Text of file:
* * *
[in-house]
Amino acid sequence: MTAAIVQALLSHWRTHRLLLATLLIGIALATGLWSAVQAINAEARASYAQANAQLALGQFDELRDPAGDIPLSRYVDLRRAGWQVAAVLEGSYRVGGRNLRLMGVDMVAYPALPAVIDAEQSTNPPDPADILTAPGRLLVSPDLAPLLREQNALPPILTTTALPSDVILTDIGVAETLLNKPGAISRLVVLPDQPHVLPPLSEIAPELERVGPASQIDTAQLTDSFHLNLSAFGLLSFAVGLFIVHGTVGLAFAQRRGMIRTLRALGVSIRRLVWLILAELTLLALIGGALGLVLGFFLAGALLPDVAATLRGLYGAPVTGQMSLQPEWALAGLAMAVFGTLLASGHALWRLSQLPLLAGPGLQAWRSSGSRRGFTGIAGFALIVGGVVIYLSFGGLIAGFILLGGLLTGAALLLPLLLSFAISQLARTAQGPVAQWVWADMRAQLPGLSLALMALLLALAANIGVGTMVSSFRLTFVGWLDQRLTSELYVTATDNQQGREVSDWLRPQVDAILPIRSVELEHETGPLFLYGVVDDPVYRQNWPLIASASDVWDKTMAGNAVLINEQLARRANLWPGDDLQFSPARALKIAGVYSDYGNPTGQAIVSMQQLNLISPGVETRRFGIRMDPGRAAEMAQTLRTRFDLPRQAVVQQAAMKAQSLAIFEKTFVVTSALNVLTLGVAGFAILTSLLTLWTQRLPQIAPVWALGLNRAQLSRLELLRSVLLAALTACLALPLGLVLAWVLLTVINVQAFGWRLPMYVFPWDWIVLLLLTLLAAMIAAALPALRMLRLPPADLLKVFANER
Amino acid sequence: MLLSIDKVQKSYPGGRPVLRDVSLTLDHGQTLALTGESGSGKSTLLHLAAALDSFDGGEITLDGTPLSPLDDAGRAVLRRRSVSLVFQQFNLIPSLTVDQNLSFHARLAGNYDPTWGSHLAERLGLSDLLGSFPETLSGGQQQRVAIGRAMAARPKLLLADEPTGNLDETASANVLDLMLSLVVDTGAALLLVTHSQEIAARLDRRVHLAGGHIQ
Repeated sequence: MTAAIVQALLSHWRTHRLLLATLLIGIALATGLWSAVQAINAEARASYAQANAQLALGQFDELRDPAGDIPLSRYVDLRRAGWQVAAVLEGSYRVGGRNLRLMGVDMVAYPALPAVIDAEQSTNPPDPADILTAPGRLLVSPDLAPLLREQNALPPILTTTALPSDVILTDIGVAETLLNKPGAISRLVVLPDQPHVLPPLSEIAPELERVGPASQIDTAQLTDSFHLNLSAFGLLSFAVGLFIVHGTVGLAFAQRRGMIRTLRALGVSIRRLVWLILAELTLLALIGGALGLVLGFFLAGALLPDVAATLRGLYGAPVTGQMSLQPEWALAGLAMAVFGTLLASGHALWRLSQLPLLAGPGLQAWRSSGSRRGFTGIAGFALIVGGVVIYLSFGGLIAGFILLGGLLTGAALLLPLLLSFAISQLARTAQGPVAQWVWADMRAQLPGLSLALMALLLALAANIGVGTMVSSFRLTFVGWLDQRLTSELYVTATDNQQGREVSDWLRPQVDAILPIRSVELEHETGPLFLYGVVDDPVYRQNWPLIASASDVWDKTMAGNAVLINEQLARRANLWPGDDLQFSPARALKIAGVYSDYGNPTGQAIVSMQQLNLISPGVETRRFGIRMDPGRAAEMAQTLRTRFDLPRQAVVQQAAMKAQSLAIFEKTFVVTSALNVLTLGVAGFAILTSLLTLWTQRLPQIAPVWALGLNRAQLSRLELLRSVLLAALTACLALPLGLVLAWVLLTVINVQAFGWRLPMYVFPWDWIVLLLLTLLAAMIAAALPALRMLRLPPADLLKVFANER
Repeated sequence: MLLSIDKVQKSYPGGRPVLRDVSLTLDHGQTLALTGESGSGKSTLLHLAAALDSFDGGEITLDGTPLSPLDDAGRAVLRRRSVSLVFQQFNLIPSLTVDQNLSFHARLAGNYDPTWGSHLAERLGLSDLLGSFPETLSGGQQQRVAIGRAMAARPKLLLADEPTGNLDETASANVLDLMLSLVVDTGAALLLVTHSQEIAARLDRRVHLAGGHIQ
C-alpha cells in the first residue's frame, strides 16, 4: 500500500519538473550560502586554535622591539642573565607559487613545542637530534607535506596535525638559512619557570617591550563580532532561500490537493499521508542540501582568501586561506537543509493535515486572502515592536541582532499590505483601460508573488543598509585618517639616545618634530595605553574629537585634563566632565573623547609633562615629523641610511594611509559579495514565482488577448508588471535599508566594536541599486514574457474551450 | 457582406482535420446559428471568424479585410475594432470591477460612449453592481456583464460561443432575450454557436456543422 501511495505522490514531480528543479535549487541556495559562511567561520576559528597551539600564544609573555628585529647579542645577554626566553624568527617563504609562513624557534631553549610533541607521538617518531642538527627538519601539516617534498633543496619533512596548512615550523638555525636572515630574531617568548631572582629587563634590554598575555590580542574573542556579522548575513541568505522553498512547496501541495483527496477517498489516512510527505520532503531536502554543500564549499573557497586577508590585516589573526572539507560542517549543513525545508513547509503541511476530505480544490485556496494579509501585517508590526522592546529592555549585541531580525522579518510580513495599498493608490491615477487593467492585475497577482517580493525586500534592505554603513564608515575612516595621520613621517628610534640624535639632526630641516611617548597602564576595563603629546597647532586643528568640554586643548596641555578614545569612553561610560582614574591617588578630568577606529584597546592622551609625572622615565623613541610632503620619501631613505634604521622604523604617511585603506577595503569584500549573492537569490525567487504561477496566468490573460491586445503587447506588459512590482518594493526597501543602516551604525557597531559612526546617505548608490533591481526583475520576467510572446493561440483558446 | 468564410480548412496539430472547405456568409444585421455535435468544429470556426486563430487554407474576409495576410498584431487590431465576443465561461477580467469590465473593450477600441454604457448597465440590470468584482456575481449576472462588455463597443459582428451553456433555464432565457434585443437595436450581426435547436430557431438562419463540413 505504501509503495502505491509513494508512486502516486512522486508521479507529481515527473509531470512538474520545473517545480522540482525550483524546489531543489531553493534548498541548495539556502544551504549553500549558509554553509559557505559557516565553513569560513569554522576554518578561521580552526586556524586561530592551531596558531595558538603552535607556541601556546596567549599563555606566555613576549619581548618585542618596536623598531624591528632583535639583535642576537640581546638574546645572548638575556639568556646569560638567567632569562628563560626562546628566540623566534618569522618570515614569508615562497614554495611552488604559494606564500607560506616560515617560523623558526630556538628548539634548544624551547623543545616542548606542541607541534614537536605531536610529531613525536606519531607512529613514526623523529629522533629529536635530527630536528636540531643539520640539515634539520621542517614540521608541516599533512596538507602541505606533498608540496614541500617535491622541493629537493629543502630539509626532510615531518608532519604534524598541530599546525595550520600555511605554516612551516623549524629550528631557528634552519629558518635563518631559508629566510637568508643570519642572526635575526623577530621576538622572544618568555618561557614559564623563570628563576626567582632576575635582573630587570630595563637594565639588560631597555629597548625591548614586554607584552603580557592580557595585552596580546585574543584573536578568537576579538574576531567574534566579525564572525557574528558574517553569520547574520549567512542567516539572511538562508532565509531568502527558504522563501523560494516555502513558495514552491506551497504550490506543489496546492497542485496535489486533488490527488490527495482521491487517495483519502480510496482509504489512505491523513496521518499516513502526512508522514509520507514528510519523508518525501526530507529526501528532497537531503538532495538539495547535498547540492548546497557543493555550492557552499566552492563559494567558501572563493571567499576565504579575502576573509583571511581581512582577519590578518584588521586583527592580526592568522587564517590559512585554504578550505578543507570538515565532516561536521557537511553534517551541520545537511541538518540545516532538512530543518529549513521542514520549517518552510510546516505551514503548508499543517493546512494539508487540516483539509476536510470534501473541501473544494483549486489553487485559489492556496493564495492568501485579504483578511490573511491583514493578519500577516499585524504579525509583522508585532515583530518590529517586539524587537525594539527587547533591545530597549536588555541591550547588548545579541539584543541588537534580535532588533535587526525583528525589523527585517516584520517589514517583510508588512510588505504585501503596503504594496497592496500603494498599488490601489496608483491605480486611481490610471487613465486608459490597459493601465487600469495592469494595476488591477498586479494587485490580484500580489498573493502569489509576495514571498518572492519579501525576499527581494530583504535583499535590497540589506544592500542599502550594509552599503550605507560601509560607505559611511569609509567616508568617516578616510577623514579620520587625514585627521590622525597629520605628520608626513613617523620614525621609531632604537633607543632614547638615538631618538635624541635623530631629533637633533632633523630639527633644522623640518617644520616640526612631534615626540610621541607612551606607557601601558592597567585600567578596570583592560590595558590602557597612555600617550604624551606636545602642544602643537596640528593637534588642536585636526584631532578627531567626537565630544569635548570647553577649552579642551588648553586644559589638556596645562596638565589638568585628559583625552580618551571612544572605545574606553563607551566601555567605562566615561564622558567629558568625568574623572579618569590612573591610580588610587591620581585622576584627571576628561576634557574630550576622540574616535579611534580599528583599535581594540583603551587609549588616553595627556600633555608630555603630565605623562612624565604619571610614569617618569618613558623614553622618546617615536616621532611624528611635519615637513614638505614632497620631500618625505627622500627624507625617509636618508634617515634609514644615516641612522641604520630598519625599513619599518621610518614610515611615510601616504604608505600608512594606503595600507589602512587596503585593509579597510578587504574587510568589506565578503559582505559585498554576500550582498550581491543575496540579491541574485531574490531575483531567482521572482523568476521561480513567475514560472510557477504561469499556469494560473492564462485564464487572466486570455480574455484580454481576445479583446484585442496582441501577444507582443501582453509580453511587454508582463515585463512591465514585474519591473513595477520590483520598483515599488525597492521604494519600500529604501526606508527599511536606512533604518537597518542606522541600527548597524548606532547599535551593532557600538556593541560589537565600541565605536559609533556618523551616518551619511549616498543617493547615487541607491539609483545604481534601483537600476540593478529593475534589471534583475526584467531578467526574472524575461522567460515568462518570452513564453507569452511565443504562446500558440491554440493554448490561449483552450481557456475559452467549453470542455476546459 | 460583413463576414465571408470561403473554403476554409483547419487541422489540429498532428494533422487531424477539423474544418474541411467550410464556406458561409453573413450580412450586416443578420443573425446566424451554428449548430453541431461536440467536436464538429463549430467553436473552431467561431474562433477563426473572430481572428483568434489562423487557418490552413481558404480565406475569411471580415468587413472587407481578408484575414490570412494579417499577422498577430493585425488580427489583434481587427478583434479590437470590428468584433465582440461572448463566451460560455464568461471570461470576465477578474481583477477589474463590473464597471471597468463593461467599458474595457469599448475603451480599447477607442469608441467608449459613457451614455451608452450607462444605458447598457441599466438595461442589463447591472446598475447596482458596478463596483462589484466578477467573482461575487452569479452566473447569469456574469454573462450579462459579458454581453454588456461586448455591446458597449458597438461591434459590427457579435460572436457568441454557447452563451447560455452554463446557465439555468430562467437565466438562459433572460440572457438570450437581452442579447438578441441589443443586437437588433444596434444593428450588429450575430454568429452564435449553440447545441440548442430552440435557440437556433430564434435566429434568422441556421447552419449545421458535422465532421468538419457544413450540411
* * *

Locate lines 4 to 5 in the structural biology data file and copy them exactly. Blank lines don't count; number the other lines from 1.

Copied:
Repeated sequence: MTAAIVQALLSHWRTHRLLLATLLIGIALATGLWSAVQAINAEARASYAQANAQLALGQFDELRDPAGDIPLSRYVDLRRAGWQVAAVLEGSYRVGGRNLRLMGVDMVAYPALPAVIDAEQSTNPPDPADILTAPGRLLVSPDLAPLLREQNALPPILTTTALPSDVILTDIGVAETLLNKPGAISRLVVLPDQPHVLPPLSEIAPELERVGPASQIDTAQLTDSFHLNLSAFGLLSFAVGLFIVHGTVGLAFAQRRGMIRTLRALGVSIRRLVWLILAELTLLALIGGALGLVLGFFLAGALLPDVAATLRGLYGAPVTGQMSLQPEWALAGLAMAVFGTLLASGHALWRLSQLPLLAGPGLQAWRSSGSRRGFTGIAGFALIVGGVVIYLSFGGLIAGFILLGGLLTGAALLLPLLLSFAISQLARTAQGPVAQWVWADMRAQLPGLSLALMALLLALAANIGVGTMVSSFRLTFVGWLDQRLTSELYVTATDNQQGREVSDWLRPQVDAILPIRSVELEHETGPLFLYGVVDDPVYRQNWPLIASASDVWDKTMAGNAVLINEQLARRANLWPGDDLQFSPARALKIAGVYSDYGNPTGQAIVSMQQLNLISPGVETRRFGIRMDPGRAAEMAQTLRTRFDLPRQAVVQQAAMKAQSLAIFEKTFVVTSALNVLTLGVAGFAILTSLLTLWTQRLPQIAPVWALGLNRAQLSRLELLRSVLLAALTACLALPLGLVLAWVLLTVINVQAFGWRLPMYVFPWDWIVLLLLTLLAAMIAAALPALRMLRLPPADLLKVFANER
Repeated sequence: MLLSIDKVQKSYPGGRPVLRDVSLTLDHGQTLALTGESGSGKSTLLHLAAALDSFDGGEITLDGTPLSPLDDAGRAVLRRRSVSLVFQQFNLIPSLTVDQNLSFHARLAGNYDPTWGSHLAERLGLSDLLGSFPETLSGGQQQRVAIGRAMAARPKLLLADEPTGNLDETASANVLDLMLSLVVDTGAALLLVTHSQEIAARLDRRVHLAGGHIQ